Every day in Rhode Island, police officers are practicing law without a license in both the District Court and the Traffic Tribunal. They do so with the full stamp of approval of the judges before whom they appear, despite the fact that the unauthorized practice of law is a crime in Rhode Island, as it is in every other state in the country. While one can certainly speculate about reasons why this practice has developed, there is nothing in any published decision of the Supreme Court of Rhode Island or in any state statute that appears to permit or justify it. And, although the vast majority of police prosecutors in Rhode Island are dedicated and highly qualified public servants who do their jobs in good faith and to the best of their abilities, the fact remains that it is a highly problematic practice to allow police officers, who are not licensed attorneys, to prosecute criminal and traffic cases. After first explaining the various ways in which police officers routinely engage in the unauthorized practice of law in the District Court and the Traffic Tribunal, the authors explore a few of the many reasons why this unlawful practice is simply bad public policy.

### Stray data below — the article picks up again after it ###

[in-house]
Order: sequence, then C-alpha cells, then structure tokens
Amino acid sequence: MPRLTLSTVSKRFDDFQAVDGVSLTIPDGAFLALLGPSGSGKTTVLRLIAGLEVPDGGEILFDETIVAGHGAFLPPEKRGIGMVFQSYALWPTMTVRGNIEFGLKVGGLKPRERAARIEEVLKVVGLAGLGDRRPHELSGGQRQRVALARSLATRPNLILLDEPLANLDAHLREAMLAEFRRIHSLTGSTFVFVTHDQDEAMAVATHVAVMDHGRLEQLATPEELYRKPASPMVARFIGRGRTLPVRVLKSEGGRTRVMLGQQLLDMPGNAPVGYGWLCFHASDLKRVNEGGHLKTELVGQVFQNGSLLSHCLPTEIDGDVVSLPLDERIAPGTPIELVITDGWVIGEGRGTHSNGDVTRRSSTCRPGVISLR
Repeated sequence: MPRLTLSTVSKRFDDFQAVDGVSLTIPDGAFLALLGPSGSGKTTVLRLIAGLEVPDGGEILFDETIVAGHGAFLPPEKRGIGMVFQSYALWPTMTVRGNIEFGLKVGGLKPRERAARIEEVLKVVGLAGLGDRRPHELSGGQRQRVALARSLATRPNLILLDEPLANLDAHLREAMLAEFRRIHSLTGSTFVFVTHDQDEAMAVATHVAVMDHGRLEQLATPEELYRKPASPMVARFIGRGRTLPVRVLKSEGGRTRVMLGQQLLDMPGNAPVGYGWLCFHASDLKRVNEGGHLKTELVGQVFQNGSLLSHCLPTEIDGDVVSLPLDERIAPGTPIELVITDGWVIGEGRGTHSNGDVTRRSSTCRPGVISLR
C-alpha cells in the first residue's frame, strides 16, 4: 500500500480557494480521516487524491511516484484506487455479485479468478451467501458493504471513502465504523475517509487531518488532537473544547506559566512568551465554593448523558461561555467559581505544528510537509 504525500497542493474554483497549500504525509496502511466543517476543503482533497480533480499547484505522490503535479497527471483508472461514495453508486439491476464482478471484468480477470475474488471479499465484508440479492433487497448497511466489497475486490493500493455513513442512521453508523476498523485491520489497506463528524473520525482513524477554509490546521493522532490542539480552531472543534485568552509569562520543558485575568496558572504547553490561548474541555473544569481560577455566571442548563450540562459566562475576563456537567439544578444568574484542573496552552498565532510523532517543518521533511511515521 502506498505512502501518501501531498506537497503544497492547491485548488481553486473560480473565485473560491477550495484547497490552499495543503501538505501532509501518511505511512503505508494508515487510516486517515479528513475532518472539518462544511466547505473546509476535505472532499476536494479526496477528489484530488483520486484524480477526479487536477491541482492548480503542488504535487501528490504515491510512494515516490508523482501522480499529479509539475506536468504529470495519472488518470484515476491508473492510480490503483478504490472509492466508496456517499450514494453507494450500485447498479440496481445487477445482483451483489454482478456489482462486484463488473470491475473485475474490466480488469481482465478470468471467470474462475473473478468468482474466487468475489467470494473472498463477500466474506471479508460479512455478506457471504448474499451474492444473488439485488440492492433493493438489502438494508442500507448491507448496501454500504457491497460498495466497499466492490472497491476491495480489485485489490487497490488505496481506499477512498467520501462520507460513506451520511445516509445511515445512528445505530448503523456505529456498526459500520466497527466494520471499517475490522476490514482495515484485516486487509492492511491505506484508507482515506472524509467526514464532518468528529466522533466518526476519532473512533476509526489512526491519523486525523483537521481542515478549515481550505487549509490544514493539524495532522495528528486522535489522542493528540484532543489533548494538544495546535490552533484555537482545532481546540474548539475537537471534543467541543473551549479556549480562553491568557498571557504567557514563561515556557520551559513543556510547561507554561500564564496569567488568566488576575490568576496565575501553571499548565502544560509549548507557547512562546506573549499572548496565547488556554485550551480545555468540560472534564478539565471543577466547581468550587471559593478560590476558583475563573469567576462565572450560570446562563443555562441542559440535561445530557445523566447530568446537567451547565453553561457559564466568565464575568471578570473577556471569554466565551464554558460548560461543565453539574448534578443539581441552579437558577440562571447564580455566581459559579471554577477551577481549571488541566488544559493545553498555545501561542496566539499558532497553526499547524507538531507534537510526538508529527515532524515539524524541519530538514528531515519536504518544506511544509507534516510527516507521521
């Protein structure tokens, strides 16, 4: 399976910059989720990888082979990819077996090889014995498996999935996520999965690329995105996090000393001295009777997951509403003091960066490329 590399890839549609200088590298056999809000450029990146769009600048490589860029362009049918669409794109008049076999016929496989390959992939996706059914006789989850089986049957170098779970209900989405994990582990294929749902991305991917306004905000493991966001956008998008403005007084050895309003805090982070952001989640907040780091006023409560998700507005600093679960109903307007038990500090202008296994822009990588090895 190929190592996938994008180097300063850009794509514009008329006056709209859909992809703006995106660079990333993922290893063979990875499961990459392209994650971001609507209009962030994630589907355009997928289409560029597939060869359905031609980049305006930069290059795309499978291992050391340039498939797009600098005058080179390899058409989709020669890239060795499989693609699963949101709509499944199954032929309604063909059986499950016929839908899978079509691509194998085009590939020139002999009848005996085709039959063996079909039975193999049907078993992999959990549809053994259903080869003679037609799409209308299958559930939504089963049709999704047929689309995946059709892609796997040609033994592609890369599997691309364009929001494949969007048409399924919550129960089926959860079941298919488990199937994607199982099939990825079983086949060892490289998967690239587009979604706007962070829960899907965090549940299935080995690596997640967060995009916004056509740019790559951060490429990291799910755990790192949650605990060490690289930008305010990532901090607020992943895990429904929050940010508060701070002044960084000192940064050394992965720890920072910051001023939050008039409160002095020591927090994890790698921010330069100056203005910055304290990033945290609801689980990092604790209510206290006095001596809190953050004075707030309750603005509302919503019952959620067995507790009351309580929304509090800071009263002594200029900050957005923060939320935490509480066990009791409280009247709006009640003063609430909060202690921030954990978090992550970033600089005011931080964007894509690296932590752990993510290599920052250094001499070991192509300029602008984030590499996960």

Andrew Horwitz and John R. Grasso, “Police Prosecution in Rhode Island: The Unauthorized Practice of Law,” Rhode Island Bar Journal, 5 (May/June 2006)